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Meet Black Man Who Invented Telegraphony, Roller Coaster, Multiplex Telegraph, Air-Brake System And 60 Other Inventions – Granville T. Woods

Meet Black Man Who Invented Telegraphony, Roller Coaster, Multiplex Telegraph, Air-Brake System And 60 Other Inventions - Granville T. Woods
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Granville T. Woods was a black inventor who received at least 50 government patents for his numerous inventions. Over a dozen of these patents were for electric train inventions, but the majority of them were for electrical control and distribution. The induction telegraph, a technique for communication with and from moving trains, was his most notable invention. Granville T. Woods was dubbed “the black Thomas Edison” by many.

Granville T. Woods was born on April 23, 1856, in Columbus, Ohio, and went to work after irregularly attending school until he was ten years old. Working in railroad machine shops and steel mills, as well as reading about electricity, helped Woods expand his education.

 

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Granville T. Woods
Granville T. Woods

Due to the exclusion of African-Americans from many libraries at the time, he frequently had acquaintances take out library books for him. Woods relocated to Springfield, Illinois in 1874 to work in a rolling mill. In 1876, he relocated to the East and worked part-time in a machine business. He also attended a mechanical engineering course at a college in the east.

Granville Woods joined the Ironsides, a British steamer, as an engineer in 1878 and rose through the ranks to Chief Engineer within two years. Even with this experience and all of his engineering skills, he couldn’t find work in these fields. His travels and experiences led him to Cincinnati, Ohio, where he settled.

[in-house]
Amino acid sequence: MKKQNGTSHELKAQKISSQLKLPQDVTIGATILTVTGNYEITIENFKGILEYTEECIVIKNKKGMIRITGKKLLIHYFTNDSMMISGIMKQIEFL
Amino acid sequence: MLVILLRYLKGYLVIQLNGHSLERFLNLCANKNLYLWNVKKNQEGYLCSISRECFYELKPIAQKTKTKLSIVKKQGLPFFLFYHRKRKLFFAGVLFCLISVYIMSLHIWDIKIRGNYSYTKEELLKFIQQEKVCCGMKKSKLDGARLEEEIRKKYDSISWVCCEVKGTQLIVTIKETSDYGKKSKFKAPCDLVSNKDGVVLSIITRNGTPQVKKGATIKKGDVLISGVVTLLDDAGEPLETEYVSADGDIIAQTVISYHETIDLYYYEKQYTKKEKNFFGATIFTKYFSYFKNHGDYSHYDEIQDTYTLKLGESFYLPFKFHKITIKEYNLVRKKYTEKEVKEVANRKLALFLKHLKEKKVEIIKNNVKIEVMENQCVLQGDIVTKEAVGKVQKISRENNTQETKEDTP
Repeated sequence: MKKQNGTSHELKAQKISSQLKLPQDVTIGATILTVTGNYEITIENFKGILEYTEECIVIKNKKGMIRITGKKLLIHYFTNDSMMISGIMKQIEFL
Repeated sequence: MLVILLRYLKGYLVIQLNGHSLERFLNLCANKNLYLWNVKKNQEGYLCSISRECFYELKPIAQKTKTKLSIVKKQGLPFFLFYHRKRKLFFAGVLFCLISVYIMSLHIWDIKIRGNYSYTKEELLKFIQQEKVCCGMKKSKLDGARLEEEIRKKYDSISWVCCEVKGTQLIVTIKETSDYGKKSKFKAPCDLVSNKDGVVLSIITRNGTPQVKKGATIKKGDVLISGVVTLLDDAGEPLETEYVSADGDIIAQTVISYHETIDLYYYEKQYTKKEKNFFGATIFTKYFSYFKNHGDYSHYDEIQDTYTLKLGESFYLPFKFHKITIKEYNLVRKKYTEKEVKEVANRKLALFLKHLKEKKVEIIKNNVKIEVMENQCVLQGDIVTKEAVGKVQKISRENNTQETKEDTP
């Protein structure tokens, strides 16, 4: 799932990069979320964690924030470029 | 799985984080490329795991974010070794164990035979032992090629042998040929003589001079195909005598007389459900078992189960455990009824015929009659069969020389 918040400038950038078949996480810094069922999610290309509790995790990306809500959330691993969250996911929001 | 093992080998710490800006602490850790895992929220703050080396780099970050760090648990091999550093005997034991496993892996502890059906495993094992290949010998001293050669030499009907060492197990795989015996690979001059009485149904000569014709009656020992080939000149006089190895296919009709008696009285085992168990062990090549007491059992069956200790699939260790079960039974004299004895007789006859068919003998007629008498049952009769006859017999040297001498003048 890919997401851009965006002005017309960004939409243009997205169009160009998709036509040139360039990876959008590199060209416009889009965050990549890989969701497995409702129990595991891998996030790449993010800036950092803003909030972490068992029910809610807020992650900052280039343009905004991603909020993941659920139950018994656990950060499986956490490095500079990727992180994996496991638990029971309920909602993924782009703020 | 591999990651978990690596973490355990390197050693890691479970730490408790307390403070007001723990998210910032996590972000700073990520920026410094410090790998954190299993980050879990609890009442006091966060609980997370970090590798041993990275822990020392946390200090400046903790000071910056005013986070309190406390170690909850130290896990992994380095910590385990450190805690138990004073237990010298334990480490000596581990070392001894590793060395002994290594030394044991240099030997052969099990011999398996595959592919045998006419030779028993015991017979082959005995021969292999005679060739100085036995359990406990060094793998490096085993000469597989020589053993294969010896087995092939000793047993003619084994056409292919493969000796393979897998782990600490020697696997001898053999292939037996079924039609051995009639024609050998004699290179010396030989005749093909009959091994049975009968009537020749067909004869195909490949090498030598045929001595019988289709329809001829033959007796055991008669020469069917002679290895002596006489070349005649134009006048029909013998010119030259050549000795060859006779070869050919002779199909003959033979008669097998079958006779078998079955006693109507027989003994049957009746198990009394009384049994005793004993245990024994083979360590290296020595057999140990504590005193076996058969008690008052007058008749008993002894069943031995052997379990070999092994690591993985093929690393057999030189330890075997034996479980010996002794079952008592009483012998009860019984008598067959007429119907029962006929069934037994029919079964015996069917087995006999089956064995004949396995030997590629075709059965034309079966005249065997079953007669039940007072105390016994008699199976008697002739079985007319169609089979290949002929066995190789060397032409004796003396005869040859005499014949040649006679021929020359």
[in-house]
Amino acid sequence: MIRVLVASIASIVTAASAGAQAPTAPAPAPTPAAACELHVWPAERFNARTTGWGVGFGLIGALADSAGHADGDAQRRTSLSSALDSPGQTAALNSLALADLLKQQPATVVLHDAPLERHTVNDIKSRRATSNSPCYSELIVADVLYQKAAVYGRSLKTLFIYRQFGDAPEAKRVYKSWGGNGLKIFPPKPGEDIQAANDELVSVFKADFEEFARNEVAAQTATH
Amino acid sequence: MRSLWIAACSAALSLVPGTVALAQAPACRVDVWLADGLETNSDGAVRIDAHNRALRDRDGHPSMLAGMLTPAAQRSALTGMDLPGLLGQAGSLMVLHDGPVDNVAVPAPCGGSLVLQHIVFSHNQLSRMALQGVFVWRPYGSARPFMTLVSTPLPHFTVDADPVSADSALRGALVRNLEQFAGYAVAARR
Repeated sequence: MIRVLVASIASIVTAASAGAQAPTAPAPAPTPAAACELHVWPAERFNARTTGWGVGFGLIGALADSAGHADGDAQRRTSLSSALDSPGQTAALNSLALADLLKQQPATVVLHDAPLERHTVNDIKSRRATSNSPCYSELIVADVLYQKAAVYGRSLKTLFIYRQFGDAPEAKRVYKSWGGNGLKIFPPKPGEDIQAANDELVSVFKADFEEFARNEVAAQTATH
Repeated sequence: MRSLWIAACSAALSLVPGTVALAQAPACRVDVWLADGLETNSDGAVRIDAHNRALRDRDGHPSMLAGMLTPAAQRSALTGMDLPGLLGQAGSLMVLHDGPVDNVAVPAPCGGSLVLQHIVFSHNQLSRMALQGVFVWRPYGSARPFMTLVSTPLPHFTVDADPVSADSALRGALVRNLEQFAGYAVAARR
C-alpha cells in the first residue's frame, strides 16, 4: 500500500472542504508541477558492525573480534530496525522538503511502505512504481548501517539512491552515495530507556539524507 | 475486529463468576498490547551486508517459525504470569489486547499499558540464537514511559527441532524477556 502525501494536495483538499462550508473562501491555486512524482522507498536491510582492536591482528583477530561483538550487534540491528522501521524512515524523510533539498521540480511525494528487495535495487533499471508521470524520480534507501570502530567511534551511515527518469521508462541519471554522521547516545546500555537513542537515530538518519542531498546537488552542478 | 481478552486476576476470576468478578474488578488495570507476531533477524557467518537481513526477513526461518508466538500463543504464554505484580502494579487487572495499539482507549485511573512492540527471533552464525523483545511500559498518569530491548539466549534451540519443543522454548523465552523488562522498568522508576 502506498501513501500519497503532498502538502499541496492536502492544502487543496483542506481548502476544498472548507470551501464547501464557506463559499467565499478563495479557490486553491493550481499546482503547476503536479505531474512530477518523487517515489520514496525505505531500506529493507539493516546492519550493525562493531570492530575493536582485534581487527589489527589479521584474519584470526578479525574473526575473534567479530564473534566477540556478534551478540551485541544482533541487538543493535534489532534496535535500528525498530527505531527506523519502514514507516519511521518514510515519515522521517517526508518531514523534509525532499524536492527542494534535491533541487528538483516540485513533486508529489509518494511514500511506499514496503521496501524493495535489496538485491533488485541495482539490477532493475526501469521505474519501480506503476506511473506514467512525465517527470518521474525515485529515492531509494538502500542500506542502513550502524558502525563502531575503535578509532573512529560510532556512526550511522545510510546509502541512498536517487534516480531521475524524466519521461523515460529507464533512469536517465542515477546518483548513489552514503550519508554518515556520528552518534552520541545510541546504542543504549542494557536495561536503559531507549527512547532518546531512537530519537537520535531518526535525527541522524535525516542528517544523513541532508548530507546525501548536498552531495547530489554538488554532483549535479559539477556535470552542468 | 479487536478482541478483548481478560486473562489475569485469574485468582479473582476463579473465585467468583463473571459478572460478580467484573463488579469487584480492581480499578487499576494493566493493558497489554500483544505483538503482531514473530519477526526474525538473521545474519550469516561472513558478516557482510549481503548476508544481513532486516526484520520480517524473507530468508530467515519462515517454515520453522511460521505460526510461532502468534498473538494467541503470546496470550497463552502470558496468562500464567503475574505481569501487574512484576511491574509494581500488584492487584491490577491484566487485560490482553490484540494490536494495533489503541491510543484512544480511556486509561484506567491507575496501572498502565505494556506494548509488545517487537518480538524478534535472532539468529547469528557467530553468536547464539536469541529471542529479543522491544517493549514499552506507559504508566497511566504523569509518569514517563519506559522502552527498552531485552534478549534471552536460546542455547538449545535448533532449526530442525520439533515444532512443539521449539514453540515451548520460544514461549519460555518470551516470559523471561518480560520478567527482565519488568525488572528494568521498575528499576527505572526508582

Despite being largely self-taught, Woods was able to gather enough electrical engineering knowledge to design “telegraphony,” a method that was eventually purchased by Alexander Graham Bell’s firm.

Telegraphony Invented By Granville T. Woods
Telegraphony Invented By Granville T. Woods

Telegraphony integrated the capabilities of both the telephone and the telegraph to allow operators to send and receive messages more swiftly than before. Granville Woods was able to become a full-time inventor once the Bell Company purchased his innovation.

The multiplex telegraph was one of Granville Woods’ later innovations. The gadget not only helped dispatchers detect trains but also allowed moving trains to converse via telegraph, making it a success in the dominant railroad industry of the late nineteenth century. Because of the utility of this discovery, Woods found himself fighting patent suits brought by none other than Thomas Edison. 

Granville T. Woods Invented Multiplex Telegraph
Granville T. Woods Invented Multiplex Telegraph

Despite the fact that Woods eventually prevailed, Edison persisted in his pursuit of the telegraph by offering Woods a substantial partnership in one of Edison’s firms. Woods declined and preferred to be self-sufficient.

He rebuilt his Cincinnati company as the Woods Electric Co after getting the patent for the multiplex telegraph, but in 1890 he moved his personal research operations to New York City, where he was joined by a brother, Lyates Woods, who had several discoveries of his own. 

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Woods not only invented part of the technology that keeps the subways working, but he also played a role in the development of the roller coaster, which he introduced in the summer of 1909 at Coney Island.

Granville T. Woods invented the roller coaster
Granville T. Woods invented the roller coaster
Granville T. Woods invented roller coaster 1
Granville T. Woods invented the roller coaster

The power pick-up mechanism, invented by Woods in 1901, provides the foundation for the so-called “third rail” currently employed by electric-powered transport systems.

Granville T. Woods gained patents for an improved air-brake system during the next few years, and by the time he died on January 30, 1919, he had over 60 patents, many of which were assigned to important manufacturers of electrical equipment that are still used today.

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